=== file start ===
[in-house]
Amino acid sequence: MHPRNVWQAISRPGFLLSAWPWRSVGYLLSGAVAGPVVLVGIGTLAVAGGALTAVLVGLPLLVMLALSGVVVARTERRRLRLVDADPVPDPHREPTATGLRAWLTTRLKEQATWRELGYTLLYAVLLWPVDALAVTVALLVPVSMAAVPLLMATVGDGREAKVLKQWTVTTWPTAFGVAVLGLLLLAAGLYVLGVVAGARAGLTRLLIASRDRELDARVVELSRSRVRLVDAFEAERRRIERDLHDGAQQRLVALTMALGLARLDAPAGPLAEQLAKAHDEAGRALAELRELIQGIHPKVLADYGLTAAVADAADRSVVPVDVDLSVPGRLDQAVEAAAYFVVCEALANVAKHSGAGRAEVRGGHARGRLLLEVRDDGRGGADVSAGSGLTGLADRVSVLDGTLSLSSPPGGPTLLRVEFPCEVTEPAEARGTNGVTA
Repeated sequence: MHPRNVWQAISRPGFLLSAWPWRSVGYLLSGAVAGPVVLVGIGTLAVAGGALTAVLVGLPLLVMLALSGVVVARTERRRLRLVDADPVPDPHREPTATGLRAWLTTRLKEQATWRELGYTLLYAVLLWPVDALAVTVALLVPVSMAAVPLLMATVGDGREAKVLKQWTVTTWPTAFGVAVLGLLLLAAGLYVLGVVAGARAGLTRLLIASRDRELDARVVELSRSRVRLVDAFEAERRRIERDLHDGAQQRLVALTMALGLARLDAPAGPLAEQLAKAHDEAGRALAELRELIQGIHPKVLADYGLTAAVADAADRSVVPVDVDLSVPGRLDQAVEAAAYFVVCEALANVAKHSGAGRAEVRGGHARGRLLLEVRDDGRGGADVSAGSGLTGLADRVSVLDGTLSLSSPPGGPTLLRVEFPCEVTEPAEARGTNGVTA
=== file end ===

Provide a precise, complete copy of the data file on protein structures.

[in-house]
Amino acid sequence: MHPRNVWQAISRPGFLLSAWPWRSVGYLLSGAVAGPVVLVGIGTLAVAGGALTAVLVGLPLLVMLALSGVVVARTERRRLRLVDADPVPDPHREPTATGLRAWLTTRLKEQATWRELGYTLLYAVLLWPVDALAVTVALLVPVSMAAVPLLMATVGDGREAKVLKQWTVTTWPTAFGVAVLGLLLLAAGLYVLGVVAGARAGLTRLLIASRDRELDARVVELSRSRVRLVDAFEAERRRIERDLHDGAQQRLVALTMALGLARLDAPAGPLAEQLAKAHDEAGRALAELRELIQGIHPKVLADYGLTAAVADAADRSVVPVDVDLSVPGRLDQAVEAAAYFVVCEALANVAKHSGAGRAEVRGGHARGRLLLEVRDDGRGGADVSAGSGLTGLADRVSVLDGTLSLSSPPGGPTLLRVEFPCEVTEPAEARGTNGVTA
Repeated sequence: MHPRNVWQAISRPGFLLSAWPWRSVGYLLSGAVAGPVVLVGIGTLAVAGGALTAVLVGLPLLVMLALSGVVVARTERRRLRLVDADPVPDPHREPTATGLRAWLTTRLKEQATWRELGYTLLYAVLLWPVDALAVTVALLVPVSMAAVPLLMATVGDGREAKVLKQWTVTTWPTAFGVAVLGLLLLAAGLYVLGVVAGARAGLTRLLIASRDRELDARVVELSRSRVRLVDAFEAERRRIERDLHDGAQQRLVALTMALGLARLDAPAGPLAEQLAKAHDEAGRALAELRELIQGIHPKVLADYGLTAAVADAADRSVVPVDVDLSVPGRLDQAVEAAAYFVVCEALANVAKHSGAGRAEVRGGHARGRLLLEVRDDGRGGADVSAGSGLTGLADRVSVLDGTLSLSSPPGGPTLLRVEFPCEVTEPAEARGTNGVTA